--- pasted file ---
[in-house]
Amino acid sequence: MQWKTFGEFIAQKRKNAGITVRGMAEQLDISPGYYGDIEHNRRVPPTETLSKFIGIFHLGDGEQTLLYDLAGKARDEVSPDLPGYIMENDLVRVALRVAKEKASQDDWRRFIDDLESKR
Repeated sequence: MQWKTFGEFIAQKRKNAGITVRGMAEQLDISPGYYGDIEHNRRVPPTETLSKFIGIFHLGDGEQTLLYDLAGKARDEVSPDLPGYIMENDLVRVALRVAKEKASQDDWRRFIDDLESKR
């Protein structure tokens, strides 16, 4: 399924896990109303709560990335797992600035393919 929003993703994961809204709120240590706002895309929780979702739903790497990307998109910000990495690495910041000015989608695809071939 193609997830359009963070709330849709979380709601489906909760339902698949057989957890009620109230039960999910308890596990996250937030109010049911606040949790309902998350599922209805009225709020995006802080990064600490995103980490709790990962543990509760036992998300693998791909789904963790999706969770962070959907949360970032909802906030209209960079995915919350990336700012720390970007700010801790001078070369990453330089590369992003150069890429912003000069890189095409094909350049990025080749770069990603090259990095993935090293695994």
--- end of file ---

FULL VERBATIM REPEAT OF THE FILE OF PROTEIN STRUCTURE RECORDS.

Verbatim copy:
[in-house]
Amino acid sequence: MQWKTFGEFIAQKRKNAGITVRGMAEQLDISPGYYGDIEHNRRVPPTETLSKFIGIFHLGDGEQTLLYDLAGKARDEVSPDLPGYIMENDLVRVALRVAKEKASQDDWRRFIDDLESKR
Repeated sequence: MQWKTFGEFIAQKRKNAGITVRGMAEQLDISPGYYGDIEHNRRVPPTETLSKFIGIFHLGDGEQTLLYDLAGKARDEVSPDLPGYIMENDLVRVALRVAKEKASQDDWRRFIDDLESKR
């Protein structure tokens, strides 16, 4: 399924896990109303709560990335797992600035393919 929003993703994961809204709120240590706002895309929780979702739903790497990307998109910000990495690495910041000015989608695809071939 193609997830359009963070709330849709979380709601489906909760339902698949057989957890009620109230039960999910308890596990996250937030109010049911606040949790309902998350599922209805009225709020995006802080990064600490995103980490709790990962543990509760036992998300693998791909789904963790999706969770962070959907949360970032909802906030209209960079995915919350990336700012720390970007700010801790001078070369990453330089590369992003150069890429912003000069890189095409094909350049990025080749770069990603090259990095993935090293695994």